The biggest mistake normally sees the wrong choice of float size for a given situation. In addition many anglers, especially newcomers to the sport, use the wrong shotting patterns down the line. When selecting a waggler I always adopt a very simple equation. That is sensitivity versus buoyancy. I always ask myself "What am I trying to achieve?" Am I looking for delicate presentation offering the minimum amount of resistance in the float tip or am I looking for buoyancy in the float tip? This could be for dragging line along the riverbed or for carp fishing up in the water.

This week we're looking at the most sensitive of wagglers, the insert variety. It's no secret that I prefer peacock as my number one waggler float material. I accept the fact that a lot of anglers like plastic floats but for me nothing works quite like a waggler made from peacock quill.

My straight insert wagglers range from 2BB capacity up to around 4AAA. These sizes of float cover maximum loosefeeding distances which is where the insert waggler really scores. Regular introductions of loose feed and regular casting to present the hookbait on the drop will bring more bites than infrequent feeding and leaving the tackle in the water. Generally speaking you will need to use very light shotting down the line. Number ten or eight shots should be adequate. Small hooks and single maggots or casters will complete the job.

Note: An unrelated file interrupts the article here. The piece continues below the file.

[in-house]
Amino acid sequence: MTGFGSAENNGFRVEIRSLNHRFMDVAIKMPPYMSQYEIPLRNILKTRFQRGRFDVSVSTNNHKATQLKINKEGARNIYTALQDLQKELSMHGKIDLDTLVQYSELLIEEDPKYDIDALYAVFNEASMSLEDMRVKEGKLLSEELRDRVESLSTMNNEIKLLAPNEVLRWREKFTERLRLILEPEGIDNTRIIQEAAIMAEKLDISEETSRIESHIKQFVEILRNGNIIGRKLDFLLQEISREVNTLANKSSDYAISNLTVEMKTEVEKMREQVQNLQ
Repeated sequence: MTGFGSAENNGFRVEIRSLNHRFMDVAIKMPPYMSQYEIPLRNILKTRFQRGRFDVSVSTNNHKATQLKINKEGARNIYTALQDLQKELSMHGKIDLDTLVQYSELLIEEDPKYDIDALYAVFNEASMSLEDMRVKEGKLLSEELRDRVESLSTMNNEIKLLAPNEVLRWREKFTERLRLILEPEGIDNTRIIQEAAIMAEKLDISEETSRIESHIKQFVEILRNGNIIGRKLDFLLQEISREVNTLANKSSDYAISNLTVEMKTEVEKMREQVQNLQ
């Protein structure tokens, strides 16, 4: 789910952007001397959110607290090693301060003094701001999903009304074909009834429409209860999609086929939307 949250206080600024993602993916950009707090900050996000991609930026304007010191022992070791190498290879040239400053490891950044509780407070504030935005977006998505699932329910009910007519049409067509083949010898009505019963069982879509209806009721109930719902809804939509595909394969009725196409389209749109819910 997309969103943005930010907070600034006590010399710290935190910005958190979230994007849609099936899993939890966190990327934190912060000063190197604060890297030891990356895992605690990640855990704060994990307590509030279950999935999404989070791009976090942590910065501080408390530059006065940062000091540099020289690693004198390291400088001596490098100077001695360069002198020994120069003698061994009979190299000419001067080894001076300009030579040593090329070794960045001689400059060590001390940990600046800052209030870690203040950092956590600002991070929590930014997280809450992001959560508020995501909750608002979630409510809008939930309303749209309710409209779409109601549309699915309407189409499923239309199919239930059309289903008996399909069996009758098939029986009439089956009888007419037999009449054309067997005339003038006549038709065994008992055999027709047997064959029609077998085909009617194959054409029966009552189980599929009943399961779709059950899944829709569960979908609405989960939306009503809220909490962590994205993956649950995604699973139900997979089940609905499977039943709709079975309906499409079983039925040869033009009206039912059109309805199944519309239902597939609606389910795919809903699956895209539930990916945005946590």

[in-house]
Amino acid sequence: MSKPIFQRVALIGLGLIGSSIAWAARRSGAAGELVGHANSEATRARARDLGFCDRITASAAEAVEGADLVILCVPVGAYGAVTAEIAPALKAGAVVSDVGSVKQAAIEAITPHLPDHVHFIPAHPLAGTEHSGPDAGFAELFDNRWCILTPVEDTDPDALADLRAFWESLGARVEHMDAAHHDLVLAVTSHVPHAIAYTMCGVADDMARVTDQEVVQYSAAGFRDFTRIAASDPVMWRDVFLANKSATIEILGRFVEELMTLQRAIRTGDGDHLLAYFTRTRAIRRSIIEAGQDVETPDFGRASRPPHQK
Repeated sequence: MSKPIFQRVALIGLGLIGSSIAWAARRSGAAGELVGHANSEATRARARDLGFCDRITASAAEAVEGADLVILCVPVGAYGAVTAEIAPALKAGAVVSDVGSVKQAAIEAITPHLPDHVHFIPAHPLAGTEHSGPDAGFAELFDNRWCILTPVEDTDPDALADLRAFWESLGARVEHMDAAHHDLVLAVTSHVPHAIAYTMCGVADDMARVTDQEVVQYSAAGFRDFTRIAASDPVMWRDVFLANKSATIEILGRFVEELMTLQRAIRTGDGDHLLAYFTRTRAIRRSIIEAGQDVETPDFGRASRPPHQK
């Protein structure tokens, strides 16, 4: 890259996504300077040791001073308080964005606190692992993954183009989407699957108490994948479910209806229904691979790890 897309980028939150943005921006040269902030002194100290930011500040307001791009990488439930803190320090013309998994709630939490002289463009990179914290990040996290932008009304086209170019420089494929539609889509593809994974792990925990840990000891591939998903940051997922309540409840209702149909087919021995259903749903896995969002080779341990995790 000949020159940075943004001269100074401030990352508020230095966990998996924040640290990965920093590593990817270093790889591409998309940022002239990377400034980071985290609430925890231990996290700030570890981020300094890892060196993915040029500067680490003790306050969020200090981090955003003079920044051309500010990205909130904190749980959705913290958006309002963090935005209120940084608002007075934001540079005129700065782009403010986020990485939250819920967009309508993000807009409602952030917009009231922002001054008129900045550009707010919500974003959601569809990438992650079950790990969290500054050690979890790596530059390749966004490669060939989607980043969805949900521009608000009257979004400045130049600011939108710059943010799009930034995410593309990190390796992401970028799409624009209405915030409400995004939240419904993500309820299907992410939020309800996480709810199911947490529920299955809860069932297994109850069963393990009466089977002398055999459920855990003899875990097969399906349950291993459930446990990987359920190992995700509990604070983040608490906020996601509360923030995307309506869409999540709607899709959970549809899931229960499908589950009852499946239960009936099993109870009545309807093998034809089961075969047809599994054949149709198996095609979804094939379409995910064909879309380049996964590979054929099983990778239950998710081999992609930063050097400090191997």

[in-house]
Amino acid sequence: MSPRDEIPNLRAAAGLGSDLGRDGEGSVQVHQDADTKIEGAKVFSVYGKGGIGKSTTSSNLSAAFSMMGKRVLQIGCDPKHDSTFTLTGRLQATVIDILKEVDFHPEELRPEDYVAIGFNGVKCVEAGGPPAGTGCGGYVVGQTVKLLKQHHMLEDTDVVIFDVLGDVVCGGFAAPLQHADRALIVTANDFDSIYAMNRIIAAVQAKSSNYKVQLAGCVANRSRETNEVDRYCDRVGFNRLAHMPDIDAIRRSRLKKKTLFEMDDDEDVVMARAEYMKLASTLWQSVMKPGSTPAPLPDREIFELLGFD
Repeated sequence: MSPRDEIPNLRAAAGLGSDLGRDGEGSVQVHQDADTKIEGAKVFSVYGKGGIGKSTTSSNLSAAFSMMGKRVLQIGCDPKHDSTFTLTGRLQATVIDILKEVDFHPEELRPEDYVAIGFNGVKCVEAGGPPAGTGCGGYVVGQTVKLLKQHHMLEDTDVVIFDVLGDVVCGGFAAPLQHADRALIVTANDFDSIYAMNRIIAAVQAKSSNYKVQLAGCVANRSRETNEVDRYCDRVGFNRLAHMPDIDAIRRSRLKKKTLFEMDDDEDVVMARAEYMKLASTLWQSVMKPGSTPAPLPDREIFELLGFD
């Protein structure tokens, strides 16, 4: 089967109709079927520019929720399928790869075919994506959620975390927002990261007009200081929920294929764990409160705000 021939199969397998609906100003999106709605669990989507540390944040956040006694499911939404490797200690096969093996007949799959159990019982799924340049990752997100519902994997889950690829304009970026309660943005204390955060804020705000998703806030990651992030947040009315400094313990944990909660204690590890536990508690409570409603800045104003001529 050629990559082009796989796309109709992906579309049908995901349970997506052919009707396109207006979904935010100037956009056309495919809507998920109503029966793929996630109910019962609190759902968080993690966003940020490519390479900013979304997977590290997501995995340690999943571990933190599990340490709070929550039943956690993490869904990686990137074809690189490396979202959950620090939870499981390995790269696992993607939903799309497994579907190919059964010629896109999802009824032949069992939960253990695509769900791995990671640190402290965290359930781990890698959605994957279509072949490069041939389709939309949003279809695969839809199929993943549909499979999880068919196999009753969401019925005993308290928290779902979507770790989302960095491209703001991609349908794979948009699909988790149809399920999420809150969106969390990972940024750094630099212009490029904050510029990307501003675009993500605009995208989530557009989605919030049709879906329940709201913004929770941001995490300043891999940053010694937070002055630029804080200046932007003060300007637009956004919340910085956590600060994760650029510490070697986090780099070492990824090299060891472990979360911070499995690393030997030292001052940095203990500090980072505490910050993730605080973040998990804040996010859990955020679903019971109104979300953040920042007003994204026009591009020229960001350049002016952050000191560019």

Feed small amounts often and you should soon be putting plenty of fish in the net.